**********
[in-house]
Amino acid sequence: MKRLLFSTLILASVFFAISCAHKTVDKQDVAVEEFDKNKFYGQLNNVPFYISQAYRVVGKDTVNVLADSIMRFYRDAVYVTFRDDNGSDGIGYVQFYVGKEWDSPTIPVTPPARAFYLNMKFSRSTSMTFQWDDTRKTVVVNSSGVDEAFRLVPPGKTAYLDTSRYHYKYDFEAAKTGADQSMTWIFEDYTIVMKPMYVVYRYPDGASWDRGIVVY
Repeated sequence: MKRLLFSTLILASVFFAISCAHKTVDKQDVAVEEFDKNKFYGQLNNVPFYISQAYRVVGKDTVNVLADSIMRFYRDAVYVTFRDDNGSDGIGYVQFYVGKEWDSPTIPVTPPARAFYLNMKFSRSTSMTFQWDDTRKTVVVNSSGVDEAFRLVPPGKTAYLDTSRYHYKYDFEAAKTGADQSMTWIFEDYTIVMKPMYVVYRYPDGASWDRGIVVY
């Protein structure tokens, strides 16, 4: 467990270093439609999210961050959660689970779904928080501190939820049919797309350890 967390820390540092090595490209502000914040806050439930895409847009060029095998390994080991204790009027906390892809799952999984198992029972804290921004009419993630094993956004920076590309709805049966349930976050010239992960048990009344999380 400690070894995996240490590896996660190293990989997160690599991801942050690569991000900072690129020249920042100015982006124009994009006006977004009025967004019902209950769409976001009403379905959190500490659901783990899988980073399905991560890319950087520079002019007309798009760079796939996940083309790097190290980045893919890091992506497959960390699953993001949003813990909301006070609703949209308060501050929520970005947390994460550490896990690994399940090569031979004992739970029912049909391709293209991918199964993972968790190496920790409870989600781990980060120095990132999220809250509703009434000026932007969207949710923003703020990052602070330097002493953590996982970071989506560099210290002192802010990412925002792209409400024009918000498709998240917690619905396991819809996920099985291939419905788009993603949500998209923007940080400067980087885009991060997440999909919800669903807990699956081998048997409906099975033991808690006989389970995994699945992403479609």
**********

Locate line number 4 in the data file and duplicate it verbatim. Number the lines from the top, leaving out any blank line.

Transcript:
């Protein structure tokens, strides 16, 4: 467990270093439609999210961050959660689970779904928080501190939820049919797309350890 967390820390540092090595490209502000914040806050439930895409847009060029095998390994080991204790009027906390892809799952999984198992029972804290921004009419993630094993956004920076590309709805049966349930976050010239992960048990009344999380 400690070894995996240490590896996660190293990989997160690599991801942050690569991000900072690129020249920042100015982006124009994009006006977004009025967004019902209950769409976001009403379905959190500490659901783990899988980073399905991560890319950087520079002019007309798009760079796939996940083309790097190290980045893919890091992506497959960390699953993001949003813990909301006070609703949209308060501050929520970005947390994460550490896990690994399940090569031979004992739970029912049909391709293209991918199964993972968790190496920790409870989600781990980060120095990132999220809250509703009434000026932007969207949710923003703020990052602070330097002493953590996982970071989506560099210290002192802010990412925002792209409400024009918000498709998240917690619905396991819809996920099985291939419905788009993603949500998209923007940080400067980087885009991060997440999909919800669903807990699956081998048997409906099975033991808690006989389970995994699945992403479609």